May 12

This week’s international news in brief

first_imgHavens must stamp out ‘harmful tax practices’A documenthas been published by the OECD as part of its drive to improve cooperation withareas identified as tax havens. Framework for a Collective Memorandum ofUnderstanding on Eliminating Harmful Tax Practices sets out the steps that theOECD is asking these jurisdictions to take in order to demonstrate a commitmentto transparency, non-discrimination and cooperation. It was sent to all 35jurisdictions identified as tax havens in June. www.oecd.org/media/MOUrev20novR1.pdf Report finds room for improvement in trainingRedesigningregular access to training for a more heterogeneous workforce will be one ofthe key challenges for European businesses, according to a report published bythe European Foundation for the Improvement of Living and Working Conditions.It looked at the impact of flexibility on working conditions in the EU andfound that significant improvements in training methods could be made,combining on-the-job learning and appropriate academic backgrounds. UK CEOs’ wages still lag behind US counterpartsThe paylevels of chief executives in the UK have grown in recent years but stillremain far behind those enjoyed by CEOs in the US, according to researchpublished in the Economic Journal. The Prince and the Pauper report found thatCEOs in the US earn on average 45 per cent more cash compensation and 190 percent higher total compensation (including share options) than their UKcounterparts. Web link www.res.org.uk/media/coynon.htm Strike overpay deal could be hopeless causeSpanishpublic-sector unions are planning to stage a one-day strike on 14 December inprotest at the government’s 2 per cent pay offer for next year. General andcivil service unions UGT, CSIF and CCOO are pushing for pay rises of at least 4per cent, in line with the rate of inflation. But the Ministry of PublicAffairs said there is little chance of the government changing its mind. Thegovernment announced its pay proposal at the end of September, allowing threemonths for debate before the courts take a final decision on 31 December. Related posts:No related photos.center_img Comments are closed. Previous Article Next Article This week’s international news in briefOn 12 Dec 2000 in Personnel Todaylast_img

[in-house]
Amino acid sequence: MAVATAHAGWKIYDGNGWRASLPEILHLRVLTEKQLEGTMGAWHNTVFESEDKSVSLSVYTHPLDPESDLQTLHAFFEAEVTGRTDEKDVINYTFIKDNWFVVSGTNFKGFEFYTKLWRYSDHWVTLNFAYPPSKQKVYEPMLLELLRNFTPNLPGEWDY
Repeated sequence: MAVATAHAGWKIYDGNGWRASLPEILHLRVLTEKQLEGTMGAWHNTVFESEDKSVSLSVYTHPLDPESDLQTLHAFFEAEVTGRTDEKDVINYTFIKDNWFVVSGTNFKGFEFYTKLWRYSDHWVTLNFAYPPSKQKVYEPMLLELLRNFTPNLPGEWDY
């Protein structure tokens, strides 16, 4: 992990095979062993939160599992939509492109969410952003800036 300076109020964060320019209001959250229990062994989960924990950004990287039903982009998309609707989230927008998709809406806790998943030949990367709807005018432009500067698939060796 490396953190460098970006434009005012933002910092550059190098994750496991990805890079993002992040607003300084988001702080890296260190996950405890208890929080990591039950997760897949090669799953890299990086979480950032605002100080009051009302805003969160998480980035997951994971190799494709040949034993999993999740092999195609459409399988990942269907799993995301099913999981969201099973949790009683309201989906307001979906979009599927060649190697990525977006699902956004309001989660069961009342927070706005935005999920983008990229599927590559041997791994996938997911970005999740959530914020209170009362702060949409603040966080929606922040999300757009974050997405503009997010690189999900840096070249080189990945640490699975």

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Posted May 12, 2021 by admin in category "qvxbcria

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